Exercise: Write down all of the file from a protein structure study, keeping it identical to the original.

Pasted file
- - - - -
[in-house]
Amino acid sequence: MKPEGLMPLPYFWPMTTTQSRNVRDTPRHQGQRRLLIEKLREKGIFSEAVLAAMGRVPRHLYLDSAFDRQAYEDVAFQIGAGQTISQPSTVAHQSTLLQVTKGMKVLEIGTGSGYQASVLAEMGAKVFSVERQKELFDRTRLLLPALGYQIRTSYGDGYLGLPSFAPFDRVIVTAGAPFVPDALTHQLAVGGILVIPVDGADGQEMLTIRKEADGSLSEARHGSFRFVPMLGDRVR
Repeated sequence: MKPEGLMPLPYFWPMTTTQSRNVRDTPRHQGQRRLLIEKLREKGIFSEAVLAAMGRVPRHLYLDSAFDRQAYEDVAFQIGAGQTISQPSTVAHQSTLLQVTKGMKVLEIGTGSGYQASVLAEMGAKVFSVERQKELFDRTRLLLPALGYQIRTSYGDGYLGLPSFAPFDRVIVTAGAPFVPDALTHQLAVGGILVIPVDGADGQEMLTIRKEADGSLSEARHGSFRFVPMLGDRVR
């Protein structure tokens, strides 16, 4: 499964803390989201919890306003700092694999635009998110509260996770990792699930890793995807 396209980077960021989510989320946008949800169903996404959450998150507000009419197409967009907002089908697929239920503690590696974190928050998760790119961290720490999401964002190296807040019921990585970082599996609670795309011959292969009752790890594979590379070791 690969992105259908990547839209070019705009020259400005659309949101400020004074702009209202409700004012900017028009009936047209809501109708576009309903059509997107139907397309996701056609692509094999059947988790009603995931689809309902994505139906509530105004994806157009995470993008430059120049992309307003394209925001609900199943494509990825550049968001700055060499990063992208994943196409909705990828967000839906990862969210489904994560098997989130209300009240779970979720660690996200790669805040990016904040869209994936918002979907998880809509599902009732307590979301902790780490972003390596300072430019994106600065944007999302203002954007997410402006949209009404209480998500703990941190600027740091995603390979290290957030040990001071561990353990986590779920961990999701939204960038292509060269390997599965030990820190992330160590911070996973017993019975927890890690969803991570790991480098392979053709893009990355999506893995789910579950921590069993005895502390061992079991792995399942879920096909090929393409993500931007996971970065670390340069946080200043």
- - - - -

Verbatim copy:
[in-house]
Amino acid sequence: MKPEGLMPLPYFWPMTTTQSRNVRDTPRHQGQRRLLIEKLREKGIFSEAVLAAMGRVPRHLYLDSAFDRQAYEDVAFQIGAGQTISQPSTVAHQSTLLQVTKGMKVLEIGTGSGYQASVLAEMGAKVFSVERQKELFDRTRLLLPALGYQIRTSYGDGYLGLPSFAPFDRVIVTAGAPFVPDALTHQLAVGGILVIPVDGADGQEMLTIRKEADGSLSEARHGSFRFVPMLGDRVR
Repeated sequence: MKPEGLMPLPYFWPMTTTQSRNVRDTPRHQGQRRLLIEKLREKGIFSEAVLAAMGRVPRHLYLDSAFDRQAYEDVAFQIGAGQTISQPSTVAHQSTLLQVTKGMKVLEIGTGSGYQASVLAEMGAKVFSVERQKELFDRTRLLLPALGYQIRTSYGDGYLGLPSFAPFDRVIVTAGAPFVPDALTHQLAVGGILVIPVDGADGQEMLTIRKEADGSLSEARHGSFRFVPMLGDRVR
């Protein structure tokens, strides 16, 4: 499964803390989201919890306003700092694999635009998110509260996770990792699930890793995807 396209980077960021989510989320946008949800169903996404959450998150507000009419197409967009907002089908697929239920503690590696974190928050998760790119961290720490999401964002190296807040019921990585970082599996609670795309011959292969009752790890594979590379070791 690969992105259908990547839209070019705009020259400005659309949101400020004074702009209202409700004012900017028009009936047209809501109708576009309903059509997107139907397309996701056609692509094999059947988790009603995931689809309902994505139906509530105004994806157009995470993008430059120049992309307003394209925001609900199943494509990825550049968001700055060499990063992208994943196409909705990828967000839906990862969210489904994560098997989130209300009240779970979720660690996200790669805040990016904040869209994936918002979907998880809509599902009732307590979301902790780490972003390596300072430019994106600065944007999302203002954007997410402006949209009404209480998500703990941190600027740091995603390979290290957030040990001071561990353990986590779920961990999701939204960038292509060269390997599965030990820190992330160590911070996973017993019975927890890690969803991570790991480098392979053709893009990355999506893995789910579950921590069993005895502390061992079991792995399942879920096909090929393409993500931007996971970065670390340069946080200043």